Just some food for thought/consideration. I personally would love to see a few tests run this way and compared to some single/dual core A64's.
    Reply
  • JarredWalton - Friday, July 14, 2006 - link

    Conroe-L is so far off that it's really an afterthought. The only reason it's not shipping is that Intel has a ton of Netburst stuff to offload, IMO. At $145, the PD 945 is still interesting in terms of certain computational tasks. (I miss the QMD Folding@Home cores....) Reply
  • fishbits - Friday, July 14, 2006 - link

    I had hoped AMD could gain even more market-share before something like this happened, would rather see the two CPU makers on more even footing. Intel just hit this one out of the park however, if pricing holds and availability is decent. Was looking at upgrading my 3500 (939) to a $300 X2 4600 after the price drop, but now? It looks like I'll probably keep this system and build a new rig around a $300 Intel 6600, which wins over or smokes the 4600 depending on benchmark. I really don't know what AMD can do to keep me in the short term, because I don't know if they can make any money dropping prices as far as it looks like they'll need to go. Reply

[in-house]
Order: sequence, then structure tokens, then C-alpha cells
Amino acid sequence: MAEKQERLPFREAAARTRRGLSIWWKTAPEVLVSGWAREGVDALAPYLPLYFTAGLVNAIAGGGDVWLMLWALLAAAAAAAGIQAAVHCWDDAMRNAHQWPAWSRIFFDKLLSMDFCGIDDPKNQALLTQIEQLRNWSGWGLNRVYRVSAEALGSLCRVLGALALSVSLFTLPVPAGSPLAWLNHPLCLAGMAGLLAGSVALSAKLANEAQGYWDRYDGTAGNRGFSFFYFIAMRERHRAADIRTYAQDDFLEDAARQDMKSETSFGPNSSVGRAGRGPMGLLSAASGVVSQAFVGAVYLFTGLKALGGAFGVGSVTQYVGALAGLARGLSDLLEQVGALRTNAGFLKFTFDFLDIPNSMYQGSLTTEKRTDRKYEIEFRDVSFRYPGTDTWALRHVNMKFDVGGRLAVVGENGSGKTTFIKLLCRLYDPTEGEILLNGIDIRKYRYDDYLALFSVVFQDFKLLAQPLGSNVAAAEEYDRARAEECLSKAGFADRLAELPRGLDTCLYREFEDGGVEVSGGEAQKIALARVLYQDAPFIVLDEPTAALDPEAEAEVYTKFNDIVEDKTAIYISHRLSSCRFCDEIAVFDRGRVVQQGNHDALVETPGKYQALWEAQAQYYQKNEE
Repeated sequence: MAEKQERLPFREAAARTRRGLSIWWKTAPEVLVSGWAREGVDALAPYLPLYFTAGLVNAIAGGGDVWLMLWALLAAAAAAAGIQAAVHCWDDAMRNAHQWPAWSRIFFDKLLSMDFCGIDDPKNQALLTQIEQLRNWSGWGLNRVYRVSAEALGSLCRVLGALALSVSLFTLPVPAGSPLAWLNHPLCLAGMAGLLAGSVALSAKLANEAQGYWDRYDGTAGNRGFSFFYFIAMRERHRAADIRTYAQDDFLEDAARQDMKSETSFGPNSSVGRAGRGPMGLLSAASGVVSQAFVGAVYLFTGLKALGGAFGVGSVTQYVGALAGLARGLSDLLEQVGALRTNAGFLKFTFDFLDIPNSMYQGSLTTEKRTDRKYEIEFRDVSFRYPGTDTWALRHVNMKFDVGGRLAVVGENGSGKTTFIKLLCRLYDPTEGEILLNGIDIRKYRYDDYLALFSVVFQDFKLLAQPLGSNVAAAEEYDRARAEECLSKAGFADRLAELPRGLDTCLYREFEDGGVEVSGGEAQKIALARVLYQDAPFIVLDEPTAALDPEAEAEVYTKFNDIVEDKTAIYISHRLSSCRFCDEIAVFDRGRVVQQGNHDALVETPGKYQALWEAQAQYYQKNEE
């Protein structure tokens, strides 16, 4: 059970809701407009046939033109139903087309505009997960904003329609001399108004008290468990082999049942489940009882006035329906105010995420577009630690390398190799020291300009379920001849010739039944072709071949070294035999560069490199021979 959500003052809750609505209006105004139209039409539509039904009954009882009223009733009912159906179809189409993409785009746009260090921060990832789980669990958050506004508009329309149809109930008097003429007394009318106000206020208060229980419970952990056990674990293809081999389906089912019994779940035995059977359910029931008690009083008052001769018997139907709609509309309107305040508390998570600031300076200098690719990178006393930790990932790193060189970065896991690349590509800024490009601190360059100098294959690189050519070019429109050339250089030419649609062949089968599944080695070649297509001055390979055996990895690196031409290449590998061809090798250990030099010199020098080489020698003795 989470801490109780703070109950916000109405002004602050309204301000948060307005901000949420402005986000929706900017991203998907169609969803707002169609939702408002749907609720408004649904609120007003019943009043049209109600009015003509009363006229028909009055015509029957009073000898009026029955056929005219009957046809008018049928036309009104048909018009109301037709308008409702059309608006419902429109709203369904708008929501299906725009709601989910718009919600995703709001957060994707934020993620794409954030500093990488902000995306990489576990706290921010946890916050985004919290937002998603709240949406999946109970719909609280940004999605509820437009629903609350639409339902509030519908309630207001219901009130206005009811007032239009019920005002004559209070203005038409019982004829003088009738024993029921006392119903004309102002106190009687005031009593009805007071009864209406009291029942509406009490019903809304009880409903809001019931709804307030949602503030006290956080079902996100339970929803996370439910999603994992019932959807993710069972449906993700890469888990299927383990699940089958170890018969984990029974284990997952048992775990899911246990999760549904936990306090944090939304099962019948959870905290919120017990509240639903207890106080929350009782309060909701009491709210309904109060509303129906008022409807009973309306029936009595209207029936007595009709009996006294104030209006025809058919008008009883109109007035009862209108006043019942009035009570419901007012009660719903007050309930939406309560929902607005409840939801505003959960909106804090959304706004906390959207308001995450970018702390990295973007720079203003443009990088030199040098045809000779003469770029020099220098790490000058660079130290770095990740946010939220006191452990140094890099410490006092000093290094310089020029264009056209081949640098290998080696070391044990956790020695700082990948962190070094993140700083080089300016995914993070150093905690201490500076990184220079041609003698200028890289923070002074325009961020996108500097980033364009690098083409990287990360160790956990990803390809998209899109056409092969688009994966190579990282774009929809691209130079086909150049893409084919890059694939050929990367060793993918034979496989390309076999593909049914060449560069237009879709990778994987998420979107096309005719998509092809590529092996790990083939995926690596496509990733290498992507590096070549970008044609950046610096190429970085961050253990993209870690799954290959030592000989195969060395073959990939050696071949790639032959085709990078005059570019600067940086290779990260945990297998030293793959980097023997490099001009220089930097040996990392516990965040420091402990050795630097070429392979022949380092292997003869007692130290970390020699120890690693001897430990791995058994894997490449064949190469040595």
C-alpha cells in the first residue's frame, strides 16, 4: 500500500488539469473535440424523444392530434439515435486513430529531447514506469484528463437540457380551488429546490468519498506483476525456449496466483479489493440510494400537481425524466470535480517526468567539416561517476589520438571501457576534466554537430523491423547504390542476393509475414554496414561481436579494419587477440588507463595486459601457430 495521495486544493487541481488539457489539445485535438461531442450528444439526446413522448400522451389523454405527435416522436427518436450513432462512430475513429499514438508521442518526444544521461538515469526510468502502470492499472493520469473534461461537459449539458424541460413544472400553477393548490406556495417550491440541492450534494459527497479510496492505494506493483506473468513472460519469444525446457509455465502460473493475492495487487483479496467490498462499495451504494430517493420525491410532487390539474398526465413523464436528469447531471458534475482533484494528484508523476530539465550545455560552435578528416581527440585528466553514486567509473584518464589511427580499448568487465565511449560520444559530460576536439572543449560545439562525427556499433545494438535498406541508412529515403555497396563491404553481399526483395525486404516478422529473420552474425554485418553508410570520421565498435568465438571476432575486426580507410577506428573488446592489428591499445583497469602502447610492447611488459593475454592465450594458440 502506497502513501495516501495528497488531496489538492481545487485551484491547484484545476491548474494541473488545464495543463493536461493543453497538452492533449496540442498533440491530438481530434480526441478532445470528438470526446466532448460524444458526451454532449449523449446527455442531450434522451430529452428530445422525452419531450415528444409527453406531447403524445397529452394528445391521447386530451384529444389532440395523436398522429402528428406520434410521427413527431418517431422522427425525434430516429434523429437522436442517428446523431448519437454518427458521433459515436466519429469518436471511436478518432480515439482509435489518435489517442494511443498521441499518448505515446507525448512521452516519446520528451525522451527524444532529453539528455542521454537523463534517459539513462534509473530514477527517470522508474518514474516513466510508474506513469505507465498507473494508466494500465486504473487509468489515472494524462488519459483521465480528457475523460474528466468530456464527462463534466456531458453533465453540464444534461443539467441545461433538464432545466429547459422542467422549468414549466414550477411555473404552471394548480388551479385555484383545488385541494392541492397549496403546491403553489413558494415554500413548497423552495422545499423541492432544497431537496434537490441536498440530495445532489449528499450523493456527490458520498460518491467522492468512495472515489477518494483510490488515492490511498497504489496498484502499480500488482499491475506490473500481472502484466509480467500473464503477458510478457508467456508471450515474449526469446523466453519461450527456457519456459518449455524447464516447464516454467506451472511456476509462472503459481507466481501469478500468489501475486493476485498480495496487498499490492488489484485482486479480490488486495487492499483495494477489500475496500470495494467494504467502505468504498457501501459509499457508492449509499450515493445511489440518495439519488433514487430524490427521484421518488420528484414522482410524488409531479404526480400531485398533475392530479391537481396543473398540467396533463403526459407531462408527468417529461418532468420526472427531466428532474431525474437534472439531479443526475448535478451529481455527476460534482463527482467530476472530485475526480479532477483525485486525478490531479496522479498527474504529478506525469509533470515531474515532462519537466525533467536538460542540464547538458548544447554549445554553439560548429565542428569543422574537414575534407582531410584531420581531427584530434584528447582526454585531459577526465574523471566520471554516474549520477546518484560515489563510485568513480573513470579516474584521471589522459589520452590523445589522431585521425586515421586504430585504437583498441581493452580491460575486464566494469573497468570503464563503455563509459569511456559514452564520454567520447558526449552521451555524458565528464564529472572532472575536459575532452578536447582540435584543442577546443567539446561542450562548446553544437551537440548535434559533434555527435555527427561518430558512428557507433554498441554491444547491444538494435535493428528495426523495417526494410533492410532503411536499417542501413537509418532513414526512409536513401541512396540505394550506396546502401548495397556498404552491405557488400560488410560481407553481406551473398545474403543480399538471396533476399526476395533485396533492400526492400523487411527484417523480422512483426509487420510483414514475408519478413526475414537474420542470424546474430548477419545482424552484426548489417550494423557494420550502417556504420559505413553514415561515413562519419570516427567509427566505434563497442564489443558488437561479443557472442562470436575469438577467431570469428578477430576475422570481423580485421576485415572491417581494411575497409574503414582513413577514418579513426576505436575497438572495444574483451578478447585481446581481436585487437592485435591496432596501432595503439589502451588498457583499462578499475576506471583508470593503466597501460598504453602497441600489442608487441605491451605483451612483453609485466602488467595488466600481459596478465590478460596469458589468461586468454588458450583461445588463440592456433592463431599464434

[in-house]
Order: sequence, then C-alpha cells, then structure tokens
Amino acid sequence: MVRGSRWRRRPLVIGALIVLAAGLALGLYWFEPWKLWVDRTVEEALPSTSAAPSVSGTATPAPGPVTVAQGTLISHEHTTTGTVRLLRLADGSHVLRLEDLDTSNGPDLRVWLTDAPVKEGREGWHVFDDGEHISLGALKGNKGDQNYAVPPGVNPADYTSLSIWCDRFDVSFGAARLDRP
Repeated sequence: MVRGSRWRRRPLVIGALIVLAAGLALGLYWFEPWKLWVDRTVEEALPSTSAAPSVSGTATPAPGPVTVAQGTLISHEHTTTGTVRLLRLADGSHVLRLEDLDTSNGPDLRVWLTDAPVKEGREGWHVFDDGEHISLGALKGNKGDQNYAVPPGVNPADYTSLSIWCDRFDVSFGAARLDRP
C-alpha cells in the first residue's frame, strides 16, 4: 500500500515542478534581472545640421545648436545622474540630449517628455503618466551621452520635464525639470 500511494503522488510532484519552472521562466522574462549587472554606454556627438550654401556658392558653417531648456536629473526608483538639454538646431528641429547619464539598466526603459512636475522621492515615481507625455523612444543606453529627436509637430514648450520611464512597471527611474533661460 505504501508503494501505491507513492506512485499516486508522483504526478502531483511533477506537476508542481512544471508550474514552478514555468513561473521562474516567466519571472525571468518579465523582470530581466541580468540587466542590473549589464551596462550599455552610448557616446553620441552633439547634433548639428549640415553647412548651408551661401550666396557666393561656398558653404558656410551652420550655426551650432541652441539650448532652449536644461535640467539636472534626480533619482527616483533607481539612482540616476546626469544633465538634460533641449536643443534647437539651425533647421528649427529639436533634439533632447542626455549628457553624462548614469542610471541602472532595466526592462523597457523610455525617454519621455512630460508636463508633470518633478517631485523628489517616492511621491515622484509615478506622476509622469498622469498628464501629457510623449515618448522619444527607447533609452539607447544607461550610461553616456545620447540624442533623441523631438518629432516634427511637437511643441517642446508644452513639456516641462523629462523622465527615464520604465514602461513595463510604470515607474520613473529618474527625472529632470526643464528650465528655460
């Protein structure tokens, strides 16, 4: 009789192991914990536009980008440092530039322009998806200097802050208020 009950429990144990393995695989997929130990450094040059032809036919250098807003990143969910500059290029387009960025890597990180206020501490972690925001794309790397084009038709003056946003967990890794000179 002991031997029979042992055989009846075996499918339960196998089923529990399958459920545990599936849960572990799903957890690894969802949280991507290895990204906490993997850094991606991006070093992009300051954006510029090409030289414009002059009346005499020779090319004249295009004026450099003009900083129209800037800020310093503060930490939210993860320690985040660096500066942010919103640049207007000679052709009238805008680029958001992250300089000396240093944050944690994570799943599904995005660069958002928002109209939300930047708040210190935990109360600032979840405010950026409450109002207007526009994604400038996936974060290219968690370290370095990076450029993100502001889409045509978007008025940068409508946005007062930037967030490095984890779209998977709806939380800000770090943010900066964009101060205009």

• SpaceRanger - Friday, July 14, 2006 - link

    One thing to consider though, if you decide to go with the C2D 6600, then you will also have to spend $$ on a new Mobo + Memory (since your DDR RAM won't work on the platforms for C2D. Keep that in mind when you're upgrading. Reply
  • fishbits - Saturday, July 15, 2006 - link

    When I said that if I went with Intel I'd keep my current rig and build a new one around the Conroe, didn't it dawn on you that I'd already "considered" the need to get a new mobo, memory, etc? Reply